With second and third place finishes under his belt this weekend, racer Chip Yates and Swigz Pro Racing may have taken a small step as a team, but the electric revolution has taken a giant leap forward.
Hitting speeds of nearly 260km/h, Yates overcame a disappointing practice session to successfully pilot his awkward-looking all-electric superbike to the podium in the WERA West Sportsman Series in California.
In the first of two races on the weekend, Yates went from seventh on the grid to a third-place finish, passing traditional petrol-powered superbikes from the likes of Ducati and KTM.
Come the second race, Yates clawed his way to a second-place finish, beaten only by Jamie Riddle's five-second-faster Ducati 1000. To Yates' credit, his electric superbike managed the fastest lap of the race, despite the Ducati setting a quicker average lap time.
“This was an absolutely epic race weekend for our team; we had to overcome some technical difficulties on Saturday but we fixed everything and came back Sunday to score two podiums, a huge top speed, and post competitive gasoline bike lap times with no further technical issues to slow us down," Yates said.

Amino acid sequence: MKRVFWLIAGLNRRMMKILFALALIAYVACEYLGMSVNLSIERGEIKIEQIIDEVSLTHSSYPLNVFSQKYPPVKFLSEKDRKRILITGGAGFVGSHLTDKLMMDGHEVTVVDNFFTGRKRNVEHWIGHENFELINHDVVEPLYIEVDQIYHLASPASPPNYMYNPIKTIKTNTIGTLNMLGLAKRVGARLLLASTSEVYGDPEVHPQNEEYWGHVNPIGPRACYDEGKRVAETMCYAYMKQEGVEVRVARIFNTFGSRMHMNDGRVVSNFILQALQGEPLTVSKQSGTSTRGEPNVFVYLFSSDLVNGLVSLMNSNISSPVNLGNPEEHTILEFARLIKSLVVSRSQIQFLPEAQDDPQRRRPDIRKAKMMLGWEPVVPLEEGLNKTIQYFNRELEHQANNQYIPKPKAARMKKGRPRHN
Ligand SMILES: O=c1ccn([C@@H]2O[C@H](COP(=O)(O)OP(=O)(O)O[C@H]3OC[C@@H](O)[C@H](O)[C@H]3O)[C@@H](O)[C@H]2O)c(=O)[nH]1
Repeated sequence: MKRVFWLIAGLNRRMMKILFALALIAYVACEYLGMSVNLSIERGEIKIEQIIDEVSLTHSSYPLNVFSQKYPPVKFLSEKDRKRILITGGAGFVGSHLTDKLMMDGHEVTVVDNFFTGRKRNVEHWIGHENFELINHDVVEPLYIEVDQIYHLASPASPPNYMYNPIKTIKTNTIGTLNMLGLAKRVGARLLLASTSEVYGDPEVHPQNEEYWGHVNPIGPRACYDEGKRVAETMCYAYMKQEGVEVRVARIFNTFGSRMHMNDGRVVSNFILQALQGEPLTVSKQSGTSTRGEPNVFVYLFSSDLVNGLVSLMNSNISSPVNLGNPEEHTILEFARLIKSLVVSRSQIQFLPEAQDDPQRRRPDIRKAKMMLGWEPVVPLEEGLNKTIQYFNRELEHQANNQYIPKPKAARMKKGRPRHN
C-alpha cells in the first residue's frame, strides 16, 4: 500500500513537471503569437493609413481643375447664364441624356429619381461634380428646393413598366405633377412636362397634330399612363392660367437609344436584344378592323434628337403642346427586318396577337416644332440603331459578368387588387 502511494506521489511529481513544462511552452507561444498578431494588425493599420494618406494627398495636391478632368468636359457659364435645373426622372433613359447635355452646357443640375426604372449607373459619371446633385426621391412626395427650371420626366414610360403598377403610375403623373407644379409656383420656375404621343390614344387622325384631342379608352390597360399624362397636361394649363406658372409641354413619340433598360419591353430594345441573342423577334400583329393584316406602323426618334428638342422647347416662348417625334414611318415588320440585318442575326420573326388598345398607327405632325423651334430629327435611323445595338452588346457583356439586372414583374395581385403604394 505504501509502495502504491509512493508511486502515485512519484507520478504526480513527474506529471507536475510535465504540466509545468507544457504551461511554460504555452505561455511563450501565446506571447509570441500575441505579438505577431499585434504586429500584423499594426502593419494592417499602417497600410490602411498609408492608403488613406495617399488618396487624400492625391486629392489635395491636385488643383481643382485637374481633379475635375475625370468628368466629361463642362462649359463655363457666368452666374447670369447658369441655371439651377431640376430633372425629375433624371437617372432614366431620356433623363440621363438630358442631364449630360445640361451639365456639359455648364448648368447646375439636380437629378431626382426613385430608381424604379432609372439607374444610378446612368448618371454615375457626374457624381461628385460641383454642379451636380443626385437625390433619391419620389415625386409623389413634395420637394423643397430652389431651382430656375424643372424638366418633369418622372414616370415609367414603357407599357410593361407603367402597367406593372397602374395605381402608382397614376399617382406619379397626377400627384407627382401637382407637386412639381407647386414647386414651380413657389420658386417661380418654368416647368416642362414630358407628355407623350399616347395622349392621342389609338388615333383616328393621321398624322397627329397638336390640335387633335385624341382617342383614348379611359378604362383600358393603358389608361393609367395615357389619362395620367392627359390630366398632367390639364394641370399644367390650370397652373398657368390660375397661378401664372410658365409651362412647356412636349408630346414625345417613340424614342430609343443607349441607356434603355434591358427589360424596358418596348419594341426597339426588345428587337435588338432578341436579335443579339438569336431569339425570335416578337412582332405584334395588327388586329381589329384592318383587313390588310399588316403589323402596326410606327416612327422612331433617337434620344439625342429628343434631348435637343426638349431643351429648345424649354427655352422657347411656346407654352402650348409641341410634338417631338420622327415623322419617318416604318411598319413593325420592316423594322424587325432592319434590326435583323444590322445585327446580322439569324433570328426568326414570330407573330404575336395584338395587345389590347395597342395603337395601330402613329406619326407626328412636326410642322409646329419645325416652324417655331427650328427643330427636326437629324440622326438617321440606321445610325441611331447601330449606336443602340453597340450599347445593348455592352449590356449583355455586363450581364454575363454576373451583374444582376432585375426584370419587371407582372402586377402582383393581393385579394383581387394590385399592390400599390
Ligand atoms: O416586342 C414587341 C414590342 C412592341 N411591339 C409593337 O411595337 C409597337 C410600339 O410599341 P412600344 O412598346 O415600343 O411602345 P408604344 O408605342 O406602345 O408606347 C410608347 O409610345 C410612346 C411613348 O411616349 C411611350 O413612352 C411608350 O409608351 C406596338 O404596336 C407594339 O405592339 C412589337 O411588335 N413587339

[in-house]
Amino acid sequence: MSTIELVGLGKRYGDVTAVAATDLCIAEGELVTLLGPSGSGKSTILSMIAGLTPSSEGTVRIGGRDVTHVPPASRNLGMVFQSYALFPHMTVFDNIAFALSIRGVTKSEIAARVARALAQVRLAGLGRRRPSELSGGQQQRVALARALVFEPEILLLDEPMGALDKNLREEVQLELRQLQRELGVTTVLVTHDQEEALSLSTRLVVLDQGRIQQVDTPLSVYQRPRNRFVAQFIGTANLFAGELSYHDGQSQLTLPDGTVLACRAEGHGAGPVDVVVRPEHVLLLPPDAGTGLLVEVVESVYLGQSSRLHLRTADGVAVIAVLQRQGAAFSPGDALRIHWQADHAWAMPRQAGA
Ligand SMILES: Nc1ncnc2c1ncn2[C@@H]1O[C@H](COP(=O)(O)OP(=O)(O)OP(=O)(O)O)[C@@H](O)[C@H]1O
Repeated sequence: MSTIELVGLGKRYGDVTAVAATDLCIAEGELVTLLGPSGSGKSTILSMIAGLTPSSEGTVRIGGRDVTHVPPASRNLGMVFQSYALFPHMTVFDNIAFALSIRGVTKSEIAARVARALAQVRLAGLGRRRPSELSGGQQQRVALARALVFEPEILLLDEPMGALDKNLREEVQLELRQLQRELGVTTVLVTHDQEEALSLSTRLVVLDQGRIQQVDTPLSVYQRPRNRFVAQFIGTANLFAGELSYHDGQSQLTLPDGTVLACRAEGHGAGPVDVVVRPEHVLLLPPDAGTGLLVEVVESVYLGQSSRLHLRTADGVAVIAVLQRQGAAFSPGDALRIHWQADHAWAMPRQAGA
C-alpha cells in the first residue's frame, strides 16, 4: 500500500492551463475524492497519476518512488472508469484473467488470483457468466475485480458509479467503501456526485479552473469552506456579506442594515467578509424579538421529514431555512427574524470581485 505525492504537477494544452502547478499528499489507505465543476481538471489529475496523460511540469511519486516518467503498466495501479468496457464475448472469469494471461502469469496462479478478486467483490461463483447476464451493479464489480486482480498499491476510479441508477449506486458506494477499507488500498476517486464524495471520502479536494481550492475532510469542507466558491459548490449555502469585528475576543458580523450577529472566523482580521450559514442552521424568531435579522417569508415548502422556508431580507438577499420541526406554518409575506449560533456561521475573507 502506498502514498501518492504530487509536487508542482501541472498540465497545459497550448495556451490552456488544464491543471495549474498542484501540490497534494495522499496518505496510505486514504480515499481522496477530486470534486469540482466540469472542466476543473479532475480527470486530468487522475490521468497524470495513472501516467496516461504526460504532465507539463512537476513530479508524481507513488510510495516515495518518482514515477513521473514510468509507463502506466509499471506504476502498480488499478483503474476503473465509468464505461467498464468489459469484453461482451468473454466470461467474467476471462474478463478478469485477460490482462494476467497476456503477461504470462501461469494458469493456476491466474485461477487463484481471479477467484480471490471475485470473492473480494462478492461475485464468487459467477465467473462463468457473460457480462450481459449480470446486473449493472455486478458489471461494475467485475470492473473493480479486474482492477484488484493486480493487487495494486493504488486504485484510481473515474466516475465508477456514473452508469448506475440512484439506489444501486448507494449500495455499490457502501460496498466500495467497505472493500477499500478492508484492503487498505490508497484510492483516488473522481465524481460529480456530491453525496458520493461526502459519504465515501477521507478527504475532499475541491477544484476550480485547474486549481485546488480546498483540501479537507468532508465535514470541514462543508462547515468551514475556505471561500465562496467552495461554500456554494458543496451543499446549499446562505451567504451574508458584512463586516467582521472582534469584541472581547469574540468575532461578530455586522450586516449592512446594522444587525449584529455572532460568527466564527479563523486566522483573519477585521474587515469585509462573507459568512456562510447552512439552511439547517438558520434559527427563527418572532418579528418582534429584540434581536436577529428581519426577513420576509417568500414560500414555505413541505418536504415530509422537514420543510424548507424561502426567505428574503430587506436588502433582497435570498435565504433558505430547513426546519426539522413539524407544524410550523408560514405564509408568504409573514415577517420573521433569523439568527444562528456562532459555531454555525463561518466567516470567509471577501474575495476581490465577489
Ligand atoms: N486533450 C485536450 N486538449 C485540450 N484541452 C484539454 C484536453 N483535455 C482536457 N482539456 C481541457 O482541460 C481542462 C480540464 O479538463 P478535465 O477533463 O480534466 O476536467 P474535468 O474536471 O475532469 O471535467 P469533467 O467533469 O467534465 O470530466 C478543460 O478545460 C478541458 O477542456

"What a humbling experience for our small team to develop and build a superbike that can beat gasoline bikes from the top manufacturers on their own terms – I was nearly brought to tears as I crossed the finish line both times."
A small and self-funded team, the Swigz outfit built its electric superbike in less than a year, developing its own unique software and technology.
“We are a small and entirely self-funded team, and together with a small group of very loyal sponsors, are solely responsible for the development, patenting and building of this superbike," Yates said.
Along with its four-wheeled superquick counterpart the Tesla Roadster, and more consumer-focused options like the Mitsubishi i MiEV and the Nissan Leaf, the success of Yates' electric superbike has made one point crystal-clear: all-electric technology is set to storm the mainstream market.